The information included in this guide does not apply to independent, agency, international, or adult adoptions. See the Adult Adoption Guide for information on that procedure.
You can find additional materials on family law by browsing the library shelves near the listed books or by searching the library catalog.
Adoption is a process that creates a legal parent-child status between parties who do not have a biological parent-child relationship. Once an adoption is finalized, the adoptive parents and children have the same rights and obligations as legal or biological parents and children (Family Code §8616). In other words, the parents and children acquire rights such as custody and inheritance, and responsibilities such as child support and liability for the child's willful misconduct.
In a stepparent adoption, one biological parent (the adopting parent's spouse) retains parental rights, but the parent-child relationship is severed with the other parent (Family Code §8548). After this relationship is severed, the biological parent loses all rights to and responsibility for the child (Family Code §8617). The adopting parent acquires these rights and responsibilities.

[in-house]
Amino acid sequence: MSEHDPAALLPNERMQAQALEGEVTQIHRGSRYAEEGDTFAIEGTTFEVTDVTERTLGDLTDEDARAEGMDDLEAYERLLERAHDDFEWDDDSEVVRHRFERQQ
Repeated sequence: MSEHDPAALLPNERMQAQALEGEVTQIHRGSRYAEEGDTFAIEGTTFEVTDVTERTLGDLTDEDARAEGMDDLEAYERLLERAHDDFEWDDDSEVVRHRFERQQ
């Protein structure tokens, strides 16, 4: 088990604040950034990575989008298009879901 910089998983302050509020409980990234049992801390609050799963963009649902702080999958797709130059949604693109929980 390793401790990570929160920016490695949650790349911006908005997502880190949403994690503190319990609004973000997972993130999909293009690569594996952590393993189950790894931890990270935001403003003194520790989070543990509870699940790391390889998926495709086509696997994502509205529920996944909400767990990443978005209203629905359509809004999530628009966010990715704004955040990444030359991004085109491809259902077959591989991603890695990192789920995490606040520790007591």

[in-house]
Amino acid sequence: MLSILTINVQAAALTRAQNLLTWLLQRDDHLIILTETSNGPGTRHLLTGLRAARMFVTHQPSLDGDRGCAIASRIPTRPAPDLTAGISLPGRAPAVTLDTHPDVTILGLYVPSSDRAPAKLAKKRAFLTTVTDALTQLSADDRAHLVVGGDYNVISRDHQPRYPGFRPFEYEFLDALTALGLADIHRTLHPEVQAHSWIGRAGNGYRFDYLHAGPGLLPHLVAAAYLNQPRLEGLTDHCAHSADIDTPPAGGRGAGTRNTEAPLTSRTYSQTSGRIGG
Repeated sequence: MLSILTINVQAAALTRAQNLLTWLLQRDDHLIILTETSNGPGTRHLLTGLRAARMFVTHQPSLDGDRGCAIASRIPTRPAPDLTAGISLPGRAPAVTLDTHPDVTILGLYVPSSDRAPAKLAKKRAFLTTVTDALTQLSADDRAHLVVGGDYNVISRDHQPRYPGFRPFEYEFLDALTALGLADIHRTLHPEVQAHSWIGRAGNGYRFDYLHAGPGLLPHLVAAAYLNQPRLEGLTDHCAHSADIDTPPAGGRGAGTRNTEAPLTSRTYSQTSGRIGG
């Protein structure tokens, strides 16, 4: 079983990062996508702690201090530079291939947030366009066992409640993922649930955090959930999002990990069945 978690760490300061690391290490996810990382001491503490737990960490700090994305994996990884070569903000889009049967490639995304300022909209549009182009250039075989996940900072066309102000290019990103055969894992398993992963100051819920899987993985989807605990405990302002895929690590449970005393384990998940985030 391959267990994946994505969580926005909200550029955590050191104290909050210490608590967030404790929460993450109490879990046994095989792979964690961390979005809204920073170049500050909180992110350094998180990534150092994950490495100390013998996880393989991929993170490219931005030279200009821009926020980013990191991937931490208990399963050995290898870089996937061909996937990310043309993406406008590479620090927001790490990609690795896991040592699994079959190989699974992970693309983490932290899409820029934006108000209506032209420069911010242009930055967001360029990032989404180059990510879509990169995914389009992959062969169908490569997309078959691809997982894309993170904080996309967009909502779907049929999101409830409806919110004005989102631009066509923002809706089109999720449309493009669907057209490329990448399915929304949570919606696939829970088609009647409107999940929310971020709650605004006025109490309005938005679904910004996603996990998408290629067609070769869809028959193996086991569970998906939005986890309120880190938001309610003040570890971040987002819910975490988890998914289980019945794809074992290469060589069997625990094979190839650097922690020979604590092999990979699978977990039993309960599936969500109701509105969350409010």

Stepparent adoption is a permanent transfer of parental rights and responsibilities. Once a stepparent adoption is finalized, it cannot be revoked or nullified, except in very rare situations, such as serious legal defect, fraud, or mental illness or disability discovered within 5 years of the adoption (Family Code §§ 9100-9102). The adoption is not terminated if the stepparent and biological parent divorce.
In order to proceed with a stepparent adoption, you must meet all the legal requirements:
2. PRACTICE GUIDES
Stepparent adoptions require statewide Judicial Council forms, state agency forms, and Sacramento County Superior Court local forms. These forms, along with step-by-step instructions, are available from the Sacramento County Superior Court's website at http://www.saccourt.ca.gov/family/self-help-resources.aspx#stepparent-adoption.
Additionally, if parental consent cannot be obtained from the absent parent, you will need to create several pleading documents that ask the court to terminate that parent's rights. Samples of these pleadings are available in the Law Library, using the resources listed above.
All of the materials listed above will refer you to sections of the California Codes.
- Deering's California Code Annotated KFC 30.5 .D4 (Compact)
- West's Annotated California Codes KFC 30 .W48
- California State Codes (www.leginfo.ca.gov/calaw.html)
updated 08/12 mpj